A damaged structure at the Astron Energy oil refinery in Cape Town, July 2 2020. Picture: DWAYNE SENIOR/BLOOMBERG
A damaged structure at the Astron Energy oil refinery in Cape Town, July 2 2020. Picture: DWAYNE SENIOR/BLOOMBERG

Two people died in an explosion and a fire at an oil refinery in Cape Town owned by a unit of Glencore.

The unit of Glencore confirmed that two people died in the blast  and seven others were injured, and two of them were still in  hospital. The incident occurred at 4am on Thursday, Astron Energy spokesperson Suzanne Pullinger said in an e-mailed statement.

All work has been stopped and the company will conduct an investigation, Astron CEO Jonathan Molapo said.

The head of safety and security in Cape Town had earlier told CapeTalk radio that three people died in the blast. Callers to the radio station described hearing a “massive explosion” that rattled windows and roofs.

An annual maintenance shutdown had been under way at the 100,000 barrel-a-day refinery, which was expected to restart in July, according to the SA Petroleum Industry Association.

The facility accounts for about 14% of SA's total fuel-refining capacity. Glencore’s local unit acquired 75% of Astron Energy in 2019. The refinery was previously owned by an SA unit of Chevron.

The plant has experienced challenges since the acquisition, including a pay dispute in March and a delay of the annual maintenance work after the nationwide lockdown started in March into control the spread of Covid-19.

Meanwhile, last week, Glencore, which is headed by SA-born billionaire Ivan Glasenberg, notified the market that the Swiss a-attorney-general’s office had opened a criminal investigation into the group “for failure to have the organisational measures in place to prevent alleged corruption in Democratic Republic of Congo”.

This comes as Glencore grapples with a tough macroeconomic environment, which has been worsened by the Covid-19 pandemic and global lockdowns.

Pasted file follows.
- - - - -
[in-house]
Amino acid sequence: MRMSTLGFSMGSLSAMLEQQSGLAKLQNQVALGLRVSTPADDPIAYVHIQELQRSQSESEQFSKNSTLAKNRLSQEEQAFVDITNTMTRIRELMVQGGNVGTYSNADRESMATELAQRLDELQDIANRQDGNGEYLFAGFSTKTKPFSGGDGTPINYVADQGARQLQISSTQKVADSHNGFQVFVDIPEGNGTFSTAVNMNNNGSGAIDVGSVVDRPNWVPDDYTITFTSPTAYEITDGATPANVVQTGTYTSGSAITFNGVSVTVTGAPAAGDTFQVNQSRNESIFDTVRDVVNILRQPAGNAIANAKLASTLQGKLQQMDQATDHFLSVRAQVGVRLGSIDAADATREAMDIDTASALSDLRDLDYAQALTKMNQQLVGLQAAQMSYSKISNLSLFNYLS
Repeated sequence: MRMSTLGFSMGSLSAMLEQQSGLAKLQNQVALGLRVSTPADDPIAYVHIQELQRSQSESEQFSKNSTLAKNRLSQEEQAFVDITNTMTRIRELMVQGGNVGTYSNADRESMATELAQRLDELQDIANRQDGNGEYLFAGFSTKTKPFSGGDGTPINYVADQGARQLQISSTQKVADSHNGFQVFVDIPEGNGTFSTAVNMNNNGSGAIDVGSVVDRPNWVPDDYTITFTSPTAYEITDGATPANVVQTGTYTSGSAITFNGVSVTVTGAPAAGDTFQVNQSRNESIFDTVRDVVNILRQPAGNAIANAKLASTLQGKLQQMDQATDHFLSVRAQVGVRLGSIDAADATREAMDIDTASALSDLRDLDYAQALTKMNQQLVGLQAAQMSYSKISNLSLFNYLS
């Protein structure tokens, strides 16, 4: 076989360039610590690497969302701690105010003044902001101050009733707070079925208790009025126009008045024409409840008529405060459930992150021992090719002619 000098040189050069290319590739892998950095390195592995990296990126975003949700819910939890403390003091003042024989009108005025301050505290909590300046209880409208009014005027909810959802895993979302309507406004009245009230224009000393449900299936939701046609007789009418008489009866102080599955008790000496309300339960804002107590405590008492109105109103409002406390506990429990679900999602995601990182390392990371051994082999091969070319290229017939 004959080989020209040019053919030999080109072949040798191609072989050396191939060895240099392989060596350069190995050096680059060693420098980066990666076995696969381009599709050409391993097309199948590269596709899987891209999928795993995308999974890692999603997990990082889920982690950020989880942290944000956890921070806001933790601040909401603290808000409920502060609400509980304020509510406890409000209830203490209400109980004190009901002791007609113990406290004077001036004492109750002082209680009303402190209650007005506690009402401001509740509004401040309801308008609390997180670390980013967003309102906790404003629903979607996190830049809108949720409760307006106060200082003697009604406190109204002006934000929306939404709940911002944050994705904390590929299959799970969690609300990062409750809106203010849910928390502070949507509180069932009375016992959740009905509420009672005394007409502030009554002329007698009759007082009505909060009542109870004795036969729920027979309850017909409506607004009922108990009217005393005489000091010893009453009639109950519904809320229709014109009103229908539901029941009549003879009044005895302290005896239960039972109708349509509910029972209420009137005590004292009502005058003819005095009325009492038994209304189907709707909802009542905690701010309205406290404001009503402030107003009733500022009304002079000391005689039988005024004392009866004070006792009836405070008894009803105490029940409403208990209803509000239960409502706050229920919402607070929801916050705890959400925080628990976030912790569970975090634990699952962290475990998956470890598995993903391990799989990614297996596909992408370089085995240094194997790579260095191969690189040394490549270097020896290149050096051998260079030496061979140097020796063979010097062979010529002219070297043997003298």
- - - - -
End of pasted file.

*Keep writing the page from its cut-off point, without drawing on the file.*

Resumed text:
Glencore is already the subject of a probe by the US department of justice, which became publicly known in July 2018 when the group was subpoenaed to produce documents and other records relating to its activities in DRC, Venezuela and Nigeria and with respect to compliance with the Foreign Corrupt Practices Act and US money laundering statutes.

The  probe is ongoing, while others have since been launched into the group by the US Commodity Futures Trading Commission and UK’s Serious Fraud Office.

Switzerland has been supporting governance efforts in natural resources in recent years. A low tax jurisdiction, Switzerland has become the world’s largest commodity trading hub and is home to the headquarters of many major trading companies such as Glencore, Vitol and Trafigura

Glencore's share price fell the most in three months last week Monday following news of the investigation. Partly due to corporate governance concerns, Glencore's share prices has almost halved in value since mid-2018 and by some metrics trades at a discount to its peers that have iron ore in their portfolios while Glencore does not. 

However, on JP Morgan’s analysis, Glencore trades at a premium to most of its peers in terms of enterprise value to earnings before interest, taxes, depreciation, and amortisation (ebitda) ratio.

The stock was up 1.67% to close at R36.52. Since January the share price has lost 15.8%. With Lisa Steyn

Update: July 3 2020
This story has been amended to reflect analysis by JP Morgan. 


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